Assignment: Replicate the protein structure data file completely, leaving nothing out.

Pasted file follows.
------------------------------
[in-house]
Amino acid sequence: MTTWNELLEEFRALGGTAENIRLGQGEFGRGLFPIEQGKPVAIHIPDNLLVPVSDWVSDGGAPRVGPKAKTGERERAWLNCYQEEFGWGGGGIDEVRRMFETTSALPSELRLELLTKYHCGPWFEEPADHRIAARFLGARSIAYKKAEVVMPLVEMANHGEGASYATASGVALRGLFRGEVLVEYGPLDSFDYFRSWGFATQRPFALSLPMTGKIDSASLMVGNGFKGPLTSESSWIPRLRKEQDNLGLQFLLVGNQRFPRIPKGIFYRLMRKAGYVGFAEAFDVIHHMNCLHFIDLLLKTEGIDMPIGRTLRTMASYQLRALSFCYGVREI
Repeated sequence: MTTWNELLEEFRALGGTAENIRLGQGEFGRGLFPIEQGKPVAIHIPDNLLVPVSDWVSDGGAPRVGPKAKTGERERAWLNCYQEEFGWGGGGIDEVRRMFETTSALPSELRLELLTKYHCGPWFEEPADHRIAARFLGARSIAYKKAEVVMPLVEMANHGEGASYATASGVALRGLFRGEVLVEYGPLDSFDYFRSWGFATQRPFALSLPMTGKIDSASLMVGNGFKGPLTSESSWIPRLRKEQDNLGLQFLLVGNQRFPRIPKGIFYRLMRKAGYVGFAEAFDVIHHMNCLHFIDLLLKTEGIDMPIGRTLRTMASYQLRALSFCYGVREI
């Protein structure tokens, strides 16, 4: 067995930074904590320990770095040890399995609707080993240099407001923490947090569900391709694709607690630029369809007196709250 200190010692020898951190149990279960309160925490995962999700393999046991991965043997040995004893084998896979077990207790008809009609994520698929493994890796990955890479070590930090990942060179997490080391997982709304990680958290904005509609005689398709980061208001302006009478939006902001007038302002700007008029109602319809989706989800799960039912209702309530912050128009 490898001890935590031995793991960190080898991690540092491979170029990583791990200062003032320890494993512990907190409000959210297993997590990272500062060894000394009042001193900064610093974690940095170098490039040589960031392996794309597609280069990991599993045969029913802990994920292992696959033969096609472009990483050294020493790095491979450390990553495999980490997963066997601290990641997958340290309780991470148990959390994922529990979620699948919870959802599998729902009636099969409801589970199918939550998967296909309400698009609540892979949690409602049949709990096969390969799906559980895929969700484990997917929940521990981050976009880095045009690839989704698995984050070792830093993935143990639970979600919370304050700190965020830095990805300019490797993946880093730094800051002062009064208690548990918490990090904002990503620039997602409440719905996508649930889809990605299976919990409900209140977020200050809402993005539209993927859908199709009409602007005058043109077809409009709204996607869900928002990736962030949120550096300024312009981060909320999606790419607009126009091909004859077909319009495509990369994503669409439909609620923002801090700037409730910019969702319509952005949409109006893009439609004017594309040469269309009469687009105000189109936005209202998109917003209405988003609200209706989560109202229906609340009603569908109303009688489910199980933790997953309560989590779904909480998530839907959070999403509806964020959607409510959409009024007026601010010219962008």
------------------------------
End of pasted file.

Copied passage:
[in-house]
Amino acid sequence: MTTWNELLEEFRALGGTAENIRLGQGEFGRGLFPIEQGKPVAIHIPDNLLVPVSDWVSDGGAPRVGPKAKTGERERAWLNCYQEEFGWGGGGIDEVRRMFETTSALPSELRLELLTKYHCGPWFEEPADHRIAARFLGARSIAYKKAEVVMPLVEMANHGEGASYATASGVALRGLFRGEVLVEYGPLDSFDYFRSWGFATQRPFALSLPMTGKIDSASLMVGNGFKGPLTSESSWIPRLRKEQDNLGLQFLLVGNQRFPRIPKGIFYRLMRKAGYVGFAEAFDVIHHMNCLHFIDLLLKTEGIDMPIGRTLRTMASYQLRALSFCYGVREI
Repeated sequence: MTTWNELLEEFRALGGTAENIRLGQGEFGRGLFPIEQGKPVAIHIPDNLLVPVSDWVSDGGAPRVGPKAKTGERERAWLNCYQEEFGWGGGGIDEVRRMFETTSALPSELRLELLTKYHCGPWFEEPADHRIAARFLGARSIAYKKAEVVMPLVEMANHGEGASYATASGVALRGLFRGEVLVEYGPLDSFDYFRSWGFATQRPFALSLPMTGKIDSASLMVGNGFKGPLTSESSWIPRLRKEQDNLGLQFLLVGNQRFPRIPKGIFYRLMRKAGYVGFAEAFDVIHHMNCLHFIDLLLKTEGIDMPIGRTLRTMASYQLRALSFCYGVREI
């Protein structure tokens, strides 16, 4: 067995930074904590320990770095040890399995609707080993240099407001923490947090569900391709694709607690630029369809007196709250 200190010692020898951190149990279960309160925490995962999700393999046991991965043997040995004893084998896979077990207790008809009609994520698929493994890796990955890479070590930090990942060179997490080391997982709304990680958290904005509609005689398709980061208001302006009478939006902001007038302002700007008029109602319809989706989800799960039912209702309530912050128009 490898001890935590031995793991960190080898991690540092491979170029990583791990200062003032320890494993512990907190409000959210297993997590990272500062060894000394009042001193900064610093974690940095170098490039040589960031392996794309597609280069990991599993045969029913802990994920292992696959033969096609472009990483050294020493790095491979450390990553495999980490997963066997601290990641997958340290309780991470148990959390994922529990979620699948919870959802599998729902009636099969409801589970199918939550998967296909309400698009609540892979949690409602049949709990096969390969799906559980895929969700484990997917929940521990981050976009880095045009690839989704698995984050070792830093993935143990639970979600919370304050700190965020830095990805300019490797993946880093730094800051002062009064208690548990918490990090904002990503620039997602409440719905996508649930889809990605299976919990409900209140977020200050809402993005539209993927859908199709009409602007005058043109077809409009709204996607869900928002990736962030949120550096300024312009981060909320999606790419607009126009091909004859077909319009495509990369994503669409439909609620923002801090700037409730910019969702319509952005949409109006893009439609004017594309040469269309009469687009105000189109936005209202998109917003209405988003609200209706989560109202229906609340009603569908109303009688489910199980933790997953309560989590779904909480998530839907959070999403509806964020959607409510959409009024007026601010010219962008």